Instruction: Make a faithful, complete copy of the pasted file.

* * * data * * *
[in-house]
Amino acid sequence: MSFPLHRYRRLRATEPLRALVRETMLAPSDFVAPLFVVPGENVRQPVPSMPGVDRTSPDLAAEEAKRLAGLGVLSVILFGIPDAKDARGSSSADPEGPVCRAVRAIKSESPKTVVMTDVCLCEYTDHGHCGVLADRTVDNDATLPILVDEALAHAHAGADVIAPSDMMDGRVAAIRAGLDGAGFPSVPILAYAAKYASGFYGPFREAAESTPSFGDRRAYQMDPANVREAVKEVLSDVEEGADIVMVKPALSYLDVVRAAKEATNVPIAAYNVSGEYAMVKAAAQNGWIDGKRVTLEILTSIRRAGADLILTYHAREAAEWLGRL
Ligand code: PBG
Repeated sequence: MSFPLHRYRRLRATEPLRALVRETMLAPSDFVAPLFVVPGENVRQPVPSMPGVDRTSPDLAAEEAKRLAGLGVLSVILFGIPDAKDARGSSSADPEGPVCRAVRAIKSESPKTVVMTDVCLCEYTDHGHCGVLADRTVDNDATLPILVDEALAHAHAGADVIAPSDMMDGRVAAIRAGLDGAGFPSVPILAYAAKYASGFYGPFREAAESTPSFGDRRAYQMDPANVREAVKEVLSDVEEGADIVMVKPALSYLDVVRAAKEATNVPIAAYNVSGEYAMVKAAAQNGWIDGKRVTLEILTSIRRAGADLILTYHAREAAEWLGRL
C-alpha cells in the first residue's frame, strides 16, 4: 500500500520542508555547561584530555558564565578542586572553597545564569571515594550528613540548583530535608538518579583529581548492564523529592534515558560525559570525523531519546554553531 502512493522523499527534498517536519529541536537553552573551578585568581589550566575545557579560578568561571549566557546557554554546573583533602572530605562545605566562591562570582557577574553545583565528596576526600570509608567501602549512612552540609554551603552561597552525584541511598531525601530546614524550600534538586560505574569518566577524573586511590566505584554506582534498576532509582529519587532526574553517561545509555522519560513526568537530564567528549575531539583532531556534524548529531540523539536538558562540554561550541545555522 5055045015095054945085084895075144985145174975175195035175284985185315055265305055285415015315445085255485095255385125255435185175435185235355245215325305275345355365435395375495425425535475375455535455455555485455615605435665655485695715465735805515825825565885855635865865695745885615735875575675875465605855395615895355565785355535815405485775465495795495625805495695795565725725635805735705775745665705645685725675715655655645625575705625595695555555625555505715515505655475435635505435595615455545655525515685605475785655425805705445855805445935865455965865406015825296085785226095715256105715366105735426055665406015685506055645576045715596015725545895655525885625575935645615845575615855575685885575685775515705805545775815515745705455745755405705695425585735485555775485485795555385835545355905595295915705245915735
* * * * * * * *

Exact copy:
[in-house]
Amino acid sequence: MSFPLHRYRRLRATEPLRALVRETMLAPSDFVAPLFVVPGENVRQPVPSMPGVDRTSPDLAAEEAKRLAGLGVLSVILFGIPDAKDARGSSSADPEGPVCRAVRAIKSESPKTVVMTDVCLCEYTDHGHCGVLADRTVDNDATLPILVDEALAHAHAGADVIAPSDMMDGRVAAIRAGLDGAGFPSVPILAYAAKYASGFYGPFREAAESTPSFGDRRAYQMDPANVREAVKEVLSDVEEGADIVMVKPALSYLDVVRAAKEATNVPIAAYNVSGEYAMVKAAAQNGWIDGKRVTLEILTSIRRAGADLILTYHAREAAEWLGRL
Ligand code: PBG
Repeated sequence: MSFPLHRYRRLRATEPLRALVRETMLAPSDFVAPLFVVPGENVRQPVPSMPGVDRTSPDLAAEEAKRLAGLGVLSVILFGIPDAKDARGSSSADPEGPVCRAVRAIKSESPKTVVMTDVCLCEYTDHGHCGVLADRTVDNDATLPILVDEALAHAHAGADVIAPSDMMDGRVAAIRAGLDGAGFPSVPILAYAAKYASGFYGPFREAAESTPSFGDRRAYQMDPANVREAVKEVLSDVEEGADIVMVKPALSYLDVVRAAKEATNVPIAAYNVSGEYAMVKAAAQNGWIDGKRVTLEILTSIRRAGADLILTYHAREAAEWLGRL
C-alpha cells in the first residue's frame, strides 16, 4: 500500500520542508555547561584530555558564565578542586572553597545564569571515594550528613540548583530535608538518579583529581548492564523529592534515558560525559570525523531519546554553531 502512493522523499527534498517536519529541536537553552573551578585568581589550566575545557579560578568561571549566557546557554554546573583533602572530605562545605566562591562570582557577574553545583565528596576526600570509608567501602549512612552540609554551603552561597552525584541511598531525601530546614524550600534538586560505574569518566577524573586511590566505584554506582534498576532509582529519587532526574553517561545509555522519560513526568537530564567528549575531539583532531556534524548529531540523539536538558562540554561550541545555522 5055045015095054945085084895075144985145174975175195035175284985185315055265305055285415015315445085255485095255385125255435185175435185235355245215325305275345355365435395375495425425535475375455535455455555485455615605435665655485695715465735805515825825565885855635865865695745885615735875575675875465605855395615895355565785355535815405485775465495795495625805495695795565725725635805735705775745665705645685725675715655655645625575705625595695555555625555505715515505655475435635505435595615455545655525515685605475785655425805705445855805445935865455965865406015825296085785226095715256105715366105735426055665406015685506055645576045715596015725545895655525885625575935645615845575615855575685885575685775515705805545775815515745705455745755405705695425585735485555775485485795555385835545355905595295915705245915735